To his surgeon, this is about the best-case scenario.
“We’re talking about a high-functioning level athlete who’s had a pretty miraculous recovery,” Hess said. “He’s basically – short of returning to full participation, full-contact sport stuff – he can do pretty much anything he wants. He’s gained almost all that back.”
But to Robert, this time last year he was a rotation player on the defensive line. Not a standout, but he played in every game and was a contributor to an impressive defense. Now, after having his 2014 fall semester cut short and missing the spring, he’s back in school, and he’s on the football team. He attends practice every day, filming or helping with the defensive line. He’s taking it seriously. Earlier, he cut a phone call short to make sure he got to the team’s walk-through on time. The defense – which will go on to hold Marist to 161 yards of total offense – doesn’t seem to miss him on the field.
He misses it.
“I was pumped up to play, but I know that’s not going to happen,” Naylor said after walking onto the field on game day for the first time since the injury. “I was just happy to be with the guys.”
He remains standing, and the sun is setting behind him from over the northwest corner of the stadium. He’s one of the taller guys on the near sideline, and his shadow stretches out onto the field. Even 10 months into what figures to be an 18-month nerve-repair period, it could be argued his body looks more like he’s been in the gym with the team all offseason than in physical therapy learning to move his hands and arms, stretch, stand, step, walk, drive.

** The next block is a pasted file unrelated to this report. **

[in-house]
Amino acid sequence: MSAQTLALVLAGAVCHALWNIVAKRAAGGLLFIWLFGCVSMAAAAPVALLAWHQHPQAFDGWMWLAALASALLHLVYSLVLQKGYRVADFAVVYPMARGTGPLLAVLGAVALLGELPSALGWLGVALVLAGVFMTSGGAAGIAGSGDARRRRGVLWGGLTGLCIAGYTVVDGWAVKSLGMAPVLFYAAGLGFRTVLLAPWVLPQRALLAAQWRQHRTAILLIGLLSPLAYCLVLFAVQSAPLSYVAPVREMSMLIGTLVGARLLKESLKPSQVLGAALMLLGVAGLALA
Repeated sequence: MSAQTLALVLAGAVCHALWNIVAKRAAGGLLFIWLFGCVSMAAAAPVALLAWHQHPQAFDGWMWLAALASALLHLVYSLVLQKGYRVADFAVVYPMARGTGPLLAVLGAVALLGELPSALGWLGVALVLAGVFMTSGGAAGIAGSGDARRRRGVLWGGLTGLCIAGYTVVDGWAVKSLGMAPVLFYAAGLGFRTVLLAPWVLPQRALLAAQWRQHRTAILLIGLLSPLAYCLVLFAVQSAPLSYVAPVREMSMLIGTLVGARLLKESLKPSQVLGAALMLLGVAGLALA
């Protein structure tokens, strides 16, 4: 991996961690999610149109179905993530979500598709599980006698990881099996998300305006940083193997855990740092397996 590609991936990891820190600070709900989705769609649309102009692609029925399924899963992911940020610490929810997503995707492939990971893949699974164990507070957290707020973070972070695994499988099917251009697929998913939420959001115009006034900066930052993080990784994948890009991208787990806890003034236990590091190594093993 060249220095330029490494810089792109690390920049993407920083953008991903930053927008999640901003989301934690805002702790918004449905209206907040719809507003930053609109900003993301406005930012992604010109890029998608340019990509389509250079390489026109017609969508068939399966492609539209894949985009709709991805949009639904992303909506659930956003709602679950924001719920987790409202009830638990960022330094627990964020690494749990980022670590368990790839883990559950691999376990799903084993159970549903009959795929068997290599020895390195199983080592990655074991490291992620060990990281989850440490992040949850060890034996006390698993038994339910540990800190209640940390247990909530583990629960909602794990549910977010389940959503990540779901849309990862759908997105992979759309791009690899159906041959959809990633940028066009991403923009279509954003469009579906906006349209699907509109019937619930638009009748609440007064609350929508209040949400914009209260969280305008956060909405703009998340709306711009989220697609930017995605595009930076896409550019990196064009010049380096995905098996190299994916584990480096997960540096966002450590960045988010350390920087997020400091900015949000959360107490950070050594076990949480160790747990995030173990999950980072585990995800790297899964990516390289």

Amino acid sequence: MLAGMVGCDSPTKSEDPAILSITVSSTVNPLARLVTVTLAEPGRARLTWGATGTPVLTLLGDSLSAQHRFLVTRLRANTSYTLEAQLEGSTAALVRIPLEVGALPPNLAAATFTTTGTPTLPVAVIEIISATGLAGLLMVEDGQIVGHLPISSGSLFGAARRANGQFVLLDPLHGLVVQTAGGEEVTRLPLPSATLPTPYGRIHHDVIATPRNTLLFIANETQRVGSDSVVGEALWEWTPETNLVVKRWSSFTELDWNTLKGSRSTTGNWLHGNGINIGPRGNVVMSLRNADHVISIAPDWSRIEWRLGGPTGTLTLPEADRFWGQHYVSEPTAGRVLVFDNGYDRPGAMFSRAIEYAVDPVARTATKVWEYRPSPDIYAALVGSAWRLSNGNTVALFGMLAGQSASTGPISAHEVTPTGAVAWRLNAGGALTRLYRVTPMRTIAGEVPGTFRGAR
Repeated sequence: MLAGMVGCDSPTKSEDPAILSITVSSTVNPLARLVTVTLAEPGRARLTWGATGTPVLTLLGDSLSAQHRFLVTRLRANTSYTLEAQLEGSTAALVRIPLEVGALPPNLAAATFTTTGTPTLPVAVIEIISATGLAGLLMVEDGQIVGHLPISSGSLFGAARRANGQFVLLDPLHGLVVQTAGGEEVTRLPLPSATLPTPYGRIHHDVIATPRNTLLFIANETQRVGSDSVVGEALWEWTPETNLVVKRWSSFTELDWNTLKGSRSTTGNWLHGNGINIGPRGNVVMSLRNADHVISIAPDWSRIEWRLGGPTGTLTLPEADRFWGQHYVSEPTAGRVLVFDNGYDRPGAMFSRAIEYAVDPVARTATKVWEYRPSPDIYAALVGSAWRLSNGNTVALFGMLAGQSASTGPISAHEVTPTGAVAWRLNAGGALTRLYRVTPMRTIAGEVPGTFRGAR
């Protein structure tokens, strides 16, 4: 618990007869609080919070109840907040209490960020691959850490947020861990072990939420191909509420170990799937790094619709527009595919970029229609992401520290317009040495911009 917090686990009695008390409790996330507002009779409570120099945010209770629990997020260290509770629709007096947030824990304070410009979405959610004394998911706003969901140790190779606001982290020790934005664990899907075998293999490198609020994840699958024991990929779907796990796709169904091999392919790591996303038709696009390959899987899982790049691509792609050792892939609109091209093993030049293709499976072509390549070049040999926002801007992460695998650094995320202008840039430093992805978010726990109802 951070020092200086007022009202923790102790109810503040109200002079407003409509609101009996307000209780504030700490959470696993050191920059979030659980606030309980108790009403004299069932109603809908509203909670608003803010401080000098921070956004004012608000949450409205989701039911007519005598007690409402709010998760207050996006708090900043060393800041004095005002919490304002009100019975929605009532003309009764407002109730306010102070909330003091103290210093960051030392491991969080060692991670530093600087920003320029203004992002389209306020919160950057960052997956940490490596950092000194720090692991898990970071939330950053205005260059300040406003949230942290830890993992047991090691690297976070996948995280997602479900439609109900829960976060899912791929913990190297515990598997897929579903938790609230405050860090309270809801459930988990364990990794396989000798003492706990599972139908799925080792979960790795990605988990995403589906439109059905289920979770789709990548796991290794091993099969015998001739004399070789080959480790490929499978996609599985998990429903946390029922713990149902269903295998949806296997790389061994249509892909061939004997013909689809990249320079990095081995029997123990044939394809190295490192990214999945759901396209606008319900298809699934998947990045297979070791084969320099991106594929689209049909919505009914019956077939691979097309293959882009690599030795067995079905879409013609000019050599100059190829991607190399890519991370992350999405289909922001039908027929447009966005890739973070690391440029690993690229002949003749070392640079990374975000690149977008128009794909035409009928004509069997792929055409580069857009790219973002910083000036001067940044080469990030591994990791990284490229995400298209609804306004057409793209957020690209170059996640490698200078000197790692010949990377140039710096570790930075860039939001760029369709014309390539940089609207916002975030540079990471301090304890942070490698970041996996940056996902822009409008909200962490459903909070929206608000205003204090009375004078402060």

There’s something a little eerie about all this as Naylor stands there. He – and most likely every person in the stadium – is unaware that across the Patriot League, Georgetown linebacker Ty Williams is receiving medical care for a severe neck injury suffered in the Hoyas’ opening loss to St. Francis of Pennsylvania. Williams may never be lucky enough to again cast such an elongated shadow. Or maybe he will. Naylor knows the feeling of that kind of doubt.
“When everything works right and people recover, it’s awesome,” Hess said. “But the reality is, that’s usually not the situation.”
Bucknell coach Joe Susan didn’t mention what kind of late-fall day it was because those aren’t the details that stick when sitting bedside at Kessler Institute for Rehabilitation in West Orange, New Jersey, feeding a 20-year-old, 6-foot-4 football player eggs and bacon.